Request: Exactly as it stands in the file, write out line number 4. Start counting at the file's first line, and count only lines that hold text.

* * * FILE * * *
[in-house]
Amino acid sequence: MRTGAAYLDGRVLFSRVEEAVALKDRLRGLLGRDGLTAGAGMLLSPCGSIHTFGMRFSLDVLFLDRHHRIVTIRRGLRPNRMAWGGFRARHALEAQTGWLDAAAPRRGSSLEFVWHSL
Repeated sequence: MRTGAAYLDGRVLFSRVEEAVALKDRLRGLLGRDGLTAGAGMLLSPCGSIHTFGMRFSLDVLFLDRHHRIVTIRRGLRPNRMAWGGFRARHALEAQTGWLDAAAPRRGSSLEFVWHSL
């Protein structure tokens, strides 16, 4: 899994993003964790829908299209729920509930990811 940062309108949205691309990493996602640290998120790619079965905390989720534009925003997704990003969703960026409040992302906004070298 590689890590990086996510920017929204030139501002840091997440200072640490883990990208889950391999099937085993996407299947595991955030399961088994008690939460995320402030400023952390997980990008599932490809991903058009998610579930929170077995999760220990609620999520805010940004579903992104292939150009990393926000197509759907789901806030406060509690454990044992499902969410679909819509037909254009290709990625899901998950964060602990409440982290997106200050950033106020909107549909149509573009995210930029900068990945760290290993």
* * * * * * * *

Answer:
């Protein structure tokens, strides 16, 4: 899994993003964790829908299209729920509930990811 940062309108949205691309990493996602640290998120790619079965905390989720534009925003997704990003969703960026409040992302906004070298 590689890590990086996510920017929204030139501002840091997440200072640490883990990208889950391999099937085993996407299947595991955030399961088994008690939460995320402030400023952390997980990008599932490809991903058009998610579930929170077995999760220990609620999520805010940004579903992104292939150009990393926000197509759907789901806030406060509690454990044992499902969410679909819509037909254009290709990625899901998950964060602990409440982290997106200050950033106020909107549909149509573009995210930029900068990945760290290993």